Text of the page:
3 thoughts on “Women Aren’t Good at…”

  1. I don’t know that it’s just a “people are sheep” thing — I think math, like writing, is something that’s much, much easier when you approach it as a game, as something enjoyable. “Stereotype threat” makes any exercise fundamentally unpleasant, and it’s hard to operate at full capacity when you’re enduring unpleasantness.

    Speaking as a woman who took the Physics GRE while fully cognizant of the fact that there was (at the time) a 30-point historical percentile gap between the median scores for the two genders (and NOT in my favor), it was very distracting to be constantly wondering “Is this test somehow designed to favor someone with an inherently male cultural experience? Is my brain somehow fundamentally lacking in the architecture required to make me a good physicist? Why am I even bothering, again?” It’s not that math is really all that hard — it’s that it’s hard to do math when you’re busy doubting your own abilities.

  2. Mary Anne Mohanraj

    Well, but I wasn’t disagreeing with any of that. Isn’t all that just still part of the general people are sheep comment? I didn’t mean to be disparaging — it’s just fascinating to me the extent to which what we humans *can* accomplish is influenced by what we *think* we can accomplish.

    If only we could all become our own sheepherders too, and put some of that unconscious power under conscious control.

  3. Well, I do think people are sheep. And I do believe that you can influence a person’s confidence in their own abilities — and their enjoyment and pursuit of those abilities — by telling them that they are good or bad at that activity. Social conditioning, absolutely.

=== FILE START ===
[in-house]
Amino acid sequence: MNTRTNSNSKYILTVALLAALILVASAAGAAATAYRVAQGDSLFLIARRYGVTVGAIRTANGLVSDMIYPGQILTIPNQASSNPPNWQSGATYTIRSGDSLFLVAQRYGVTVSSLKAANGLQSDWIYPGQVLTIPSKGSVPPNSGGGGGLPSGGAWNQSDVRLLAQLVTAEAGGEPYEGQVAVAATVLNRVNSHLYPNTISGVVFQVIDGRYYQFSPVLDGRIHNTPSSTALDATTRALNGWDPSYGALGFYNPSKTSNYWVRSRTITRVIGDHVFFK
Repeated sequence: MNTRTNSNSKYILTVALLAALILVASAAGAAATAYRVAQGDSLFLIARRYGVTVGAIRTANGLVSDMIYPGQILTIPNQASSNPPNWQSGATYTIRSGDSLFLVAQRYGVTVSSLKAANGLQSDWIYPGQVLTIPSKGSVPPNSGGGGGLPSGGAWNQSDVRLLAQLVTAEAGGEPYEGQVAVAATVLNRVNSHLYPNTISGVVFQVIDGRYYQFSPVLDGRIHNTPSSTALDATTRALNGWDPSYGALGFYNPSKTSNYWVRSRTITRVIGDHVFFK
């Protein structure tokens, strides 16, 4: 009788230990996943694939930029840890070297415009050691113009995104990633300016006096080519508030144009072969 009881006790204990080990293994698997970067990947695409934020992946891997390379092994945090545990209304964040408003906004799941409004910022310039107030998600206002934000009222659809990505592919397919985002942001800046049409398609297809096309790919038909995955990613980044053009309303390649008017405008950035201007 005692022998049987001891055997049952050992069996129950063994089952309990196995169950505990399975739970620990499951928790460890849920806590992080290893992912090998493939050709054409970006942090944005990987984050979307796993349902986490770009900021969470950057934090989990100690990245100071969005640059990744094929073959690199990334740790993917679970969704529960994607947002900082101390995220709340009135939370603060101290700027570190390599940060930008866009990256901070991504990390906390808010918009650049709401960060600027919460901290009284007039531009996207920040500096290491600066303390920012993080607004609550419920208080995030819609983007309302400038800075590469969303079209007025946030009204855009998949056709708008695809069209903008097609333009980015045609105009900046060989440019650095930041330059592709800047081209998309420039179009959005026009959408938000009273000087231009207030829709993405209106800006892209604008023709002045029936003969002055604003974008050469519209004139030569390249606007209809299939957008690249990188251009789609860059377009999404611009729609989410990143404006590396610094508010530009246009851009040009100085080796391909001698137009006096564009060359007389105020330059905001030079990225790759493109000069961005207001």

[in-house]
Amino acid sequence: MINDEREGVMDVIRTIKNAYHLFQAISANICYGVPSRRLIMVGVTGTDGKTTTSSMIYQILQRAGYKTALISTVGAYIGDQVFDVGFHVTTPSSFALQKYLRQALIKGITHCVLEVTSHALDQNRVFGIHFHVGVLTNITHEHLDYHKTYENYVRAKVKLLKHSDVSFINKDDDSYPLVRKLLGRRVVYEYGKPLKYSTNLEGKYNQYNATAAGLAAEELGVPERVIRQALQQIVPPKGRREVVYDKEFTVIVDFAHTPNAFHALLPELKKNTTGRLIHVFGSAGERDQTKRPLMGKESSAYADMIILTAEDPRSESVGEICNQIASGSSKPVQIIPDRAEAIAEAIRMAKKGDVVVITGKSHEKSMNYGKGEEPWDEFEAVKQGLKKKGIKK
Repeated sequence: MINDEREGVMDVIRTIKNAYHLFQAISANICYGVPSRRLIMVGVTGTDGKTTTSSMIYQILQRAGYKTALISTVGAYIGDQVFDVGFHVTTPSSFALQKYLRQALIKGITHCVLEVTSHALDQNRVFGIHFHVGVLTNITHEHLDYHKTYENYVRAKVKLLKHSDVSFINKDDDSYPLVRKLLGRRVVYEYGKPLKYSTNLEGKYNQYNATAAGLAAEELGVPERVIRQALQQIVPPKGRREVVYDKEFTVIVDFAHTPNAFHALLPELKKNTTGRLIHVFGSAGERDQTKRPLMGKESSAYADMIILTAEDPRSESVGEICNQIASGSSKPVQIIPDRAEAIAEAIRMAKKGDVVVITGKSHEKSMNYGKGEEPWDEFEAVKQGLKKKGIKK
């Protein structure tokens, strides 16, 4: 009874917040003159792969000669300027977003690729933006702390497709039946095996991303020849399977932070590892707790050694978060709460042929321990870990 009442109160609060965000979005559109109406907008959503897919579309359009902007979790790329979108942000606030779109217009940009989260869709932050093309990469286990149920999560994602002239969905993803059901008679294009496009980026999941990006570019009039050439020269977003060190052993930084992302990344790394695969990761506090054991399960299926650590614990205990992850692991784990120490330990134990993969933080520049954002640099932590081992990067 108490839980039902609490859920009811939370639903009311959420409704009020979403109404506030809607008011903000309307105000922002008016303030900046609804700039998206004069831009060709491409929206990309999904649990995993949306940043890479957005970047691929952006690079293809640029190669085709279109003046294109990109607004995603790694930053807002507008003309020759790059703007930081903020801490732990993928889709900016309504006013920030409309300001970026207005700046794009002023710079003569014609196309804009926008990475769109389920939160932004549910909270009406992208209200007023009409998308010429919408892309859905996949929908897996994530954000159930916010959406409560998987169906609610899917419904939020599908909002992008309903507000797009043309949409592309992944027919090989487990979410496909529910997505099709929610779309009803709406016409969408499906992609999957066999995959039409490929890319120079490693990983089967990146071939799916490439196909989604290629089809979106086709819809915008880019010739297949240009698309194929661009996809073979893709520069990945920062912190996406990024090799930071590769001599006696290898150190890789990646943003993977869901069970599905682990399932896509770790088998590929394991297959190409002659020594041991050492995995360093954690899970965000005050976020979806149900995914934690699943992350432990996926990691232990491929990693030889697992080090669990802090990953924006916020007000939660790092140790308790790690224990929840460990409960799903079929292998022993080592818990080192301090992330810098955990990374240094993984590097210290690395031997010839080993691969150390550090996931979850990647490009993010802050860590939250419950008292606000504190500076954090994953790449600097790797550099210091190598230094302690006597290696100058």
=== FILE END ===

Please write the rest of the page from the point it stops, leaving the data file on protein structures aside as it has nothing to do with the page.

However, I would argue that not all aspects of “stereotype threat” fall under that kind of social conditioning: in the case of a standardized test, a lot of it is simply distracting the test-taker by occupying their brain with unrelated, outside concerns. Standardized tests take a lot of brain-power and a lot of concentration; if you distract even a small corner of the test-taker’s brain by inadvertantly invoking all of their outside insecurities during the testing session, it will have a predictably large impact on their scores.

    Which is not quite as unconscious as the “living up to social expectations” effect that I think you’re pointing at — I was fully conscious that I was handicapping myself by not focusing completely on my Physics GRE questions.

    I was, however, completely unable to stop myself from doing it. And I do think that the “social conditioning” thing goes on, too. Absolutely.

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